In addition to the talks in the general session, the conference will host a number of special minisymposia. A minisymposium will consist of at least 9 contributed talks and at least one invited talk. Currently confirmed minisymposia are listed below.

When submitting an abstract please select an option whether you wish to submit it to the general session or to a specific minisymposium.

Organizer

Martin Milanič (University of Primorska)

Co-Organizer

Viktor Zamaraev (University of Liverpool)

Description

Being the intersection of graph theory and computer science, Algorithmic Graph Theory is the study of graph-theoretical problems from a computational perspective. The goal of this minisymposium is to present the spectrum of current research in the area, highlighting relevant open problems and possible techniques for solving them. The topics of interest include (but are not limited to): structural graph theory, graph classes, width parameters, algorithmic metatheorems, parameterized complexity, and approximation algorithms.

For more information about the minisymposium, please see the minisymposium web site.

Organizer

Bojan Kuzma (University of Primorska)

Co-Organizer

Damjana Kokol Bukovšek (University of Ljubljana)

Description

Graphs, finite or infinite, can be fruitfully applied in studying the inner structure of (semi)groups, rings, and algebras in various branches of mathematics, including (Linear)Algebra and Functional Analysis. The aim is to present recently obtained results in diverse areas where graphs yielded new insights (or were used as a tool to either prove or describe them).

Organizer

Jae-Ho Lee (University of North Florida)

Co-Organizers

Paul Terwilliger (University of Wisconsin - Madison)

Štefko Miklavič (University of Primorska)

Description

An association scheme is a combinatorial object that generalizes both a finite group and a distance-regular graph. There are a number of algebras related to association schemes, such as the Bose-Mesner algebra, dual Bose-Mesner algebra, subconstituent algebra, q-Onsager algebra, and Askey-Wilson algebra. Our mini-symposium is about association schemes from both a combinatorial and algebraic point of view.

For more information about the minisymposium, please see the minisymposium web site.

Organizer

Nino Bašić (University of Primorska)

Description

Chemical graph theory investigates various applications of graph theory to chemistry. For example, a molecule can be modeled as a graph, where vertices represent atoms and edges represent chemical bonds. Benzenoids and fullerenes are two well known examples of such graph classes. Combinatorial properties of these graphs (such as perfect matchings) and graph spectra can be used to model characteristics of molecules, from stability and reactivity to electronic structure. This minisymposium will cover cutting-edge results in the area. The topics of interest of the minisymposium include: topological indices, enumeration of graphs classes, graphs with importance for biosciences, phylogenetics and synthetic biology, etc.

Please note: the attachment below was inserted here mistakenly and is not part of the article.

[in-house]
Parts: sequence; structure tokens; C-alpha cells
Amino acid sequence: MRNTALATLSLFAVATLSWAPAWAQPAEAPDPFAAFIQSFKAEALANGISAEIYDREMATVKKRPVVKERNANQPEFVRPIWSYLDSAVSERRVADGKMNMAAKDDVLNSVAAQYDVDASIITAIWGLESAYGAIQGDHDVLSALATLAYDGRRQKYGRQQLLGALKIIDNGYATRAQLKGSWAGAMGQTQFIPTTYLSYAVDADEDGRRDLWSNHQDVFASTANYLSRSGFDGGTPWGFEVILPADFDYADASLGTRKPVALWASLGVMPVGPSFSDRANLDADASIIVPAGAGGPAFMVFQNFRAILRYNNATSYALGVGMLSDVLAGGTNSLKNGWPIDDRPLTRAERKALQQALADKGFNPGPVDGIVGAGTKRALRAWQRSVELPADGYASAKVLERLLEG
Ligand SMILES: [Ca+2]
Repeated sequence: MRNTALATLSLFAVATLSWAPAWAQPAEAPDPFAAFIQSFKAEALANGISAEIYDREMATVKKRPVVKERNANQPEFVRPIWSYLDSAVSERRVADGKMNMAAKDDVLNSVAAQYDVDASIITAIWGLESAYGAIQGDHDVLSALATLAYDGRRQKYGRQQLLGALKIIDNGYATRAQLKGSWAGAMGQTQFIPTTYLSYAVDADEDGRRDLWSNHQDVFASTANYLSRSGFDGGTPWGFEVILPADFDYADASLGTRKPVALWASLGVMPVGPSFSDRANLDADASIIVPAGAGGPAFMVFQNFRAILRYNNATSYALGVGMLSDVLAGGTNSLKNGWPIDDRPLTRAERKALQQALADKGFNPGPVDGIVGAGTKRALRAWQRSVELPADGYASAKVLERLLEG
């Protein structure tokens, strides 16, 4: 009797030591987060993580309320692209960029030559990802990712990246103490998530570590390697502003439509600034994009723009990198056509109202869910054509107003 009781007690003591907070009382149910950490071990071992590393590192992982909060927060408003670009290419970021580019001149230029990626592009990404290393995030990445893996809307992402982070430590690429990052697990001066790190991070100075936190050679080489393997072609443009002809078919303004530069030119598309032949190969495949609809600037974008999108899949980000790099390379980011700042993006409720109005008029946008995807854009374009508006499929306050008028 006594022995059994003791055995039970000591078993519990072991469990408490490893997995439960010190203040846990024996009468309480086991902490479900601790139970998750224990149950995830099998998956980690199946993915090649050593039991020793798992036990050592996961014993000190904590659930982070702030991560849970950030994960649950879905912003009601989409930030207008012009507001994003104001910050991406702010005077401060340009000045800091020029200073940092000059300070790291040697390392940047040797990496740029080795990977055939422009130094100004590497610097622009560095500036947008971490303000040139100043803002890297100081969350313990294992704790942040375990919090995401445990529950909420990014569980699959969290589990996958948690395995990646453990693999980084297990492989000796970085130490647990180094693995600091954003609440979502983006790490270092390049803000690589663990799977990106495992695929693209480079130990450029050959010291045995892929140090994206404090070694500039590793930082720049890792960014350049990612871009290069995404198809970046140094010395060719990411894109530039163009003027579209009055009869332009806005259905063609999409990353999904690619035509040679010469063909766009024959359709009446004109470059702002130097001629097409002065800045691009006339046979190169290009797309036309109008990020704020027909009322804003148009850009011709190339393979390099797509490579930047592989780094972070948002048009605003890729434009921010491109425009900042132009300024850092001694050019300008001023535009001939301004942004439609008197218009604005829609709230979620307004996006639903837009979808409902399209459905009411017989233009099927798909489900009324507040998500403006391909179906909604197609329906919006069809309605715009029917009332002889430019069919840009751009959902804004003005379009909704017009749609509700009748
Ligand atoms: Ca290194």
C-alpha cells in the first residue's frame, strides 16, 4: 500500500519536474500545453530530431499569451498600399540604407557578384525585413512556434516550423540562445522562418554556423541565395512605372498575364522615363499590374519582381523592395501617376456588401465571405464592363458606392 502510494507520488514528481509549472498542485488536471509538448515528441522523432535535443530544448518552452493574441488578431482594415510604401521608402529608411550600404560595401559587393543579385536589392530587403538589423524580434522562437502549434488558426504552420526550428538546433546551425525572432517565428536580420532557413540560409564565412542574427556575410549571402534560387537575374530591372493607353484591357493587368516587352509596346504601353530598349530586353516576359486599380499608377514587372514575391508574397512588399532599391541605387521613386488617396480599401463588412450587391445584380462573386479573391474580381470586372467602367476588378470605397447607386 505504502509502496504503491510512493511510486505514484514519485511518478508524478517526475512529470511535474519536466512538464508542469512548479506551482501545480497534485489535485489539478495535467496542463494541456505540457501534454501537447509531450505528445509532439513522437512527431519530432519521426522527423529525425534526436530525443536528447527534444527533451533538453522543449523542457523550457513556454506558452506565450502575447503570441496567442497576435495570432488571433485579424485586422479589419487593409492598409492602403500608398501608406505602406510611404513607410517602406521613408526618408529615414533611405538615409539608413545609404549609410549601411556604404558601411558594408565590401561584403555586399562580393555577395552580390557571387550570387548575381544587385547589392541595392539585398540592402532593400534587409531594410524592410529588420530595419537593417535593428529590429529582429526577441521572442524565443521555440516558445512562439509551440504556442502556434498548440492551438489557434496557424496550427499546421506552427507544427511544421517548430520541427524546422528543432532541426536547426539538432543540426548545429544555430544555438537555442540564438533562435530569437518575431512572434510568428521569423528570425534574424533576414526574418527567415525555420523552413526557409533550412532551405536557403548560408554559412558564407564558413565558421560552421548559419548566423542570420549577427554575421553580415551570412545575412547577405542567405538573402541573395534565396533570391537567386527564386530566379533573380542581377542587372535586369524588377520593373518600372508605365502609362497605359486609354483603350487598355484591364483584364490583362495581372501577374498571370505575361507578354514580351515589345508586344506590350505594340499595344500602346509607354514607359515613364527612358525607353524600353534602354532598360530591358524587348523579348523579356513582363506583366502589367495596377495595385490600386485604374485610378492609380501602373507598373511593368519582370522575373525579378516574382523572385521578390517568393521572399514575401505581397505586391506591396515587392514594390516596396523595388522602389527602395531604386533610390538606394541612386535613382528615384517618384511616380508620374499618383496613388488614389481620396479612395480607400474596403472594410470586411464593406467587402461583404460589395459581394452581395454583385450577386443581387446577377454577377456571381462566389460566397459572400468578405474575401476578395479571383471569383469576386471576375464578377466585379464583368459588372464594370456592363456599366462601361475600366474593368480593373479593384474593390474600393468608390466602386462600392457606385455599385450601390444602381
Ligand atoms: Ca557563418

A special sub-theme concerns the class of nut graphs as a special tribute to Prof. Irene Sciriha (University of Malta), a pioneer in this area. These graphs have emerging applications in chemistry and molecular physics.

Proceedings of this minisymposium will be published in the new platinum open access journal Discrete Mathematical Chemistry, after peer review. Contributions to this special issue from non-participants will also be welcome.

Organizer

Anita Pasotti (University of Brescia)

Co-Organizer

Tommaso Traetta (University of Brescia)

Description

Combinatorial Design theory is a rich branch of Combinatorics that deals with the existence and construction of discrete structures having some special balance or symmetry properties, whose studies have produced and have been influenced by innovative applications. This minisymposium is devoted to all topics related to Combinatorial Designs and their applications with the scope of bringing together experts of different scientific backgrounds and seniority to discuss the latest achievements as well as new directions of future research.